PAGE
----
by Loren A. Roberts (guru of multi-hyphenate media)
Please tell me if I’m out of line. Remember this commercial? I thought that this was impossible -- parents would never be this rude.
Disclaimer: I film my kids’ recitals. But I use a small camera, and I set up on the extreme edges of the room — either on the far left, far right, or better (if the room is small enough) in the very back. That way, no one is distracted by my camera.
The parents were not so courteous at the recital I attended last week. Setting the scene: this is a music conservatory, so we’re at a group recital, with each kid (maybe 25 of them) playing one or two or three songs. Kids are young: maybe eight to sixteen year old.
Every parental group had at least one iPhone or iPad out filming. Have you ever been behind a fullsize iPad while it is filming? It's gigantic. Now imagine all of this in a darkened room, with parents maneuvering to "get the best shot," while the little ones are on stage playing classical music. No one turned their audio off, so everytime someone takes a picture, you get the iPhone’s "click" sound. And then, just to cap it off, somebody’s little brother decided to make sure they got the piece filmed correctly, so he played it back (at low volume) during someone else’s recital piece.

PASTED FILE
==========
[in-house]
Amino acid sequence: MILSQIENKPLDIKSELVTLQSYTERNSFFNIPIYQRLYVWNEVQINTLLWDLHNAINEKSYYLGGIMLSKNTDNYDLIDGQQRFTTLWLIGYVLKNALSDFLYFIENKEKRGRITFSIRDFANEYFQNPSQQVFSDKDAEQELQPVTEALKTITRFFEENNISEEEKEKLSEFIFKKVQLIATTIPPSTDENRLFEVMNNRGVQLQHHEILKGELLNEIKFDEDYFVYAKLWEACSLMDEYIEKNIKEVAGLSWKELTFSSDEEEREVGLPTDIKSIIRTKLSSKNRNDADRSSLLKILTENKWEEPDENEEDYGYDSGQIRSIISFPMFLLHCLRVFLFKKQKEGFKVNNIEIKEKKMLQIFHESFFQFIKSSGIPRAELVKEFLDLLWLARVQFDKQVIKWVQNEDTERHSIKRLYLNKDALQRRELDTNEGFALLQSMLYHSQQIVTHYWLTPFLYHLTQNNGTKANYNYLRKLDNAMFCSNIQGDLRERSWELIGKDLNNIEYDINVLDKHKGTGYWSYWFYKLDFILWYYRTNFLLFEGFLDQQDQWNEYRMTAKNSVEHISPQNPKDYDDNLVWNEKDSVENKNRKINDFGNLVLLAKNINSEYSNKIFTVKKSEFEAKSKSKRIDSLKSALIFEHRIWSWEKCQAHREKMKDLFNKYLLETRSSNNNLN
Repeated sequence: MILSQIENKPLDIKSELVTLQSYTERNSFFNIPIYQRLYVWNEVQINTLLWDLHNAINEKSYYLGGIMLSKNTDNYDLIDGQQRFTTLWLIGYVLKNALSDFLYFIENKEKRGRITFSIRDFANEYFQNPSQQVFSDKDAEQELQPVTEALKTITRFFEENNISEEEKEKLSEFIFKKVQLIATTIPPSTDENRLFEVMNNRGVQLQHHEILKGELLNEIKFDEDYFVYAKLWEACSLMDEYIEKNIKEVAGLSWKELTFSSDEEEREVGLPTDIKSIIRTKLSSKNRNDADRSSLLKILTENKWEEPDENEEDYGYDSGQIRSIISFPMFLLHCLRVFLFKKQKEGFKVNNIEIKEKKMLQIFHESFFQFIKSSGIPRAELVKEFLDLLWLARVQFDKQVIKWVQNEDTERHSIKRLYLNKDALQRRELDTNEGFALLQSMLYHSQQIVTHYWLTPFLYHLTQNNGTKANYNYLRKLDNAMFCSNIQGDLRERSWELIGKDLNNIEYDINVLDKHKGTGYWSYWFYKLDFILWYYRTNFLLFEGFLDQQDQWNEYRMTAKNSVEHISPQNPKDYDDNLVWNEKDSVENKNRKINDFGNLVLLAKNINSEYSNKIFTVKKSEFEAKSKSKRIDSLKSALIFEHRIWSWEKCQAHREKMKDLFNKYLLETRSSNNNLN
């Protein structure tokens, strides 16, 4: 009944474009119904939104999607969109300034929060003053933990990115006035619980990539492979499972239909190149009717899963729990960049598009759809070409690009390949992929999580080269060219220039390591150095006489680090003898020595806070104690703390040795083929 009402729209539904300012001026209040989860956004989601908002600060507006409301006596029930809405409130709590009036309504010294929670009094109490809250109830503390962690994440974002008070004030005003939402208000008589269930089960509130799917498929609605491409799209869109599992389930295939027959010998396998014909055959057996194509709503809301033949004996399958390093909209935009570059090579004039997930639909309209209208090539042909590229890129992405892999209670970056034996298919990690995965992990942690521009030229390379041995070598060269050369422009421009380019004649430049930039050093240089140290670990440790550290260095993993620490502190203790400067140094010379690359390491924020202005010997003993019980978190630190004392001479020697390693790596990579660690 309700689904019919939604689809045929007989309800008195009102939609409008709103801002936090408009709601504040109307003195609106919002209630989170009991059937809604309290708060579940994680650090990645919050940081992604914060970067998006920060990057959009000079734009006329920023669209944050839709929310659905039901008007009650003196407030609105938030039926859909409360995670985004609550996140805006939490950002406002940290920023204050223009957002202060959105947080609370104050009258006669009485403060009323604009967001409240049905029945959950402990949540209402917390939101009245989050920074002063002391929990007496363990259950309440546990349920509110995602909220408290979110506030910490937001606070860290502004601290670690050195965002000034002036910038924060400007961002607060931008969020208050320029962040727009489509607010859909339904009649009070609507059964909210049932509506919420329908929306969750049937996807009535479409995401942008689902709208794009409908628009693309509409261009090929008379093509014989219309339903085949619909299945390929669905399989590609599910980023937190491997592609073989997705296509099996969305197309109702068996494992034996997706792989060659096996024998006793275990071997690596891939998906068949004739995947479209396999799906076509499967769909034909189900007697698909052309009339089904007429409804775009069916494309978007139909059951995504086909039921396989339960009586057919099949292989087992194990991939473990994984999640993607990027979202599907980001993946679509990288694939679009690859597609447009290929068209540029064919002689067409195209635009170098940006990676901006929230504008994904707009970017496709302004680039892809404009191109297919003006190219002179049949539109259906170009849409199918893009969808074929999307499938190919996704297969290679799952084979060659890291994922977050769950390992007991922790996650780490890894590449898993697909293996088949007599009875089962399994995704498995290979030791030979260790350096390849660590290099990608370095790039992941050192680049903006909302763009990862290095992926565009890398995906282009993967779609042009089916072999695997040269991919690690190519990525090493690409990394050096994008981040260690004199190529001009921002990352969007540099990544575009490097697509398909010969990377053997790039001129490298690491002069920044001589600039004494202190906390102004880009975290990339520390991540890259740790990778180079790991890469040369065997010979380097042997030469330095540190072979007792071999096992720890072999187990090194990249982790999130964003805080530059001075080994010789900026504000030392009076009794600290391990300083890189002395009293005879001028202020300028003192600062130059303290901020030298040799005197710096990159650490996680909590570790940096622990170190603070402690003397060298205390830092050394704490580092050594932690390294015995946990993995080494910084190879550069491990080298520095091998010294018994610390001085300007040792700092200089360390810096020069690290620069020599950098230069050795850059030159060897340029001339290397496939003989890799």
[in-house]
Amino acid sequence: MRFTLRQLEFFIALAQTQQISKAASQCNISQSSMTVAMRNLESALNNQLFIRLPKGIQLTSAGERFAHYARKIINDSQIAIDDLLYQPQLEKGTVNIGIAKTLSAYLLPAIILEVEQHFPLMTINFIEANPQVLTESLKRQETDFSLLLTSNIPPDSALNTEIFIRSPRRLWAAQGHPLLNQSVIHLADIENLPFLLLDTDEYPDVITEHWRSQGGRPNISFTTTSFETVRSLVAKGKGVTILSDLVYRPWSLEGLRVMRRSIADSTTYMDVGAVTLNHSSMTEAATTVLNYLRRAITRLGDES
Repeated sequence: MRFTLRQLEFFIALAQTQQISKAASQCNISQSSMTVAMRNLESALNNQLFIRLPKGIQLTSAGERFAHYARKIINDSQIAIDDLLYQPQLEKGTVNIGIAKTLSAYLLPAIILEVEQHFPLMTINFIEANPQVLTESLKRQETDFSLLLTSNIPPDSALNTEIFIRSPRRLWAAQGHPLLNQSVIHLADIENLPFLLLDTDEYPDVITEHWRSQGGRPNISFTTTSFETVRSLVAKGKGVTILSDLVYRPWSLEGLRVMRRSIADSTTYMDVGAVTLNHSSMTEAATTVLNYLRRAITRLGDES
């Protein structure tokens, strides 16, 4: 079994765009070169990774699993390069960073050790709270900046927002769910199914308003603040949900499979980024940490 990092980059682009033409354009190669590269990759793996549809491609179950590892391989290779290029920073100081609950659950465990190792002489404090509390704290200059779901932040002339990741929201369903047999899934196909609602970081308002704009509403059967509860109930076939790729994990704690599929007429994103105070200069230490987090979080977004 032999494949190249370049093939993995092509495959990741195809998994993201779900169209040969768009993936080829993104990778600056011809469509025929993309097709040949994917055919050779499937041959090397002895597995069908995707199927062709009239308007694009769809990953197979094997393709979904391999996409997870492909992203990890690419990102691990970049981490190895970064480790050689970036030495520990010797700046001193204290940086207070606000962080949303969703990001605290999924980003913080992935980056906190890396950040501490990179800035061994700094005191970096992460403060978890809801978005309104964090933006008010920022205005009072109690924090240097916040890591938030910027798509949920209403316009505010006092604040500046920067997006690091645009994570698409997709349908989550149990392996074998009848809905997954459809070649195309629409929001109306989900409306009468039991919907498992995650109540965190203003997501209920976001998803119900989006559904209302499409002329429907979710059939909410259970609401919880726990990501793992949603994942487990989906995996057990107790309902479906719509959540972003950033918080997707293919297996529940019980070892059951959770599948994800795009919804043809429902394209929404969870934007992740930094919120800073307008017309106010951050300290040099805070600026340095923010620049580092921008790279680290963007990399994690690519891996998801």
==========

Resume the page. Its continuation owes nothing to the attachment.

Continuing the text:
Seriously, where did etiquette go? Did I miss the memo that it is now okay to be rude at concerts and recitals and shows in general? Please, somebody tell me if my expectations for audience behavior is wrong...
IT WASN’T ALWAYS THIS WAY
Interestingly, back when Mozart was writing, he fully expected that people would eat, talk, and do whatever the hell they wanted to during his performances. The end of the nineteenth century was when modern concert etiquette came into being, with Mahler and Wagner leading the charge for quiet audiences.1
Nowadays, we have entire Broadway shows on YouTube. And we have the aforementioned commercial, where the parents fight for the best camera angle.
What we don’t have is courtesy for the performers or the other audience members.
Is this the unavoidable result of the loss of civility in society? Can we fix it?
LOREN A. ROBERTS produces films, videos and music, is an award-winning art director, plays and sings in bands -- sometimes for money, and is a student of what happens when science and technology and the arts and culture collide. www.hearkencreative.com
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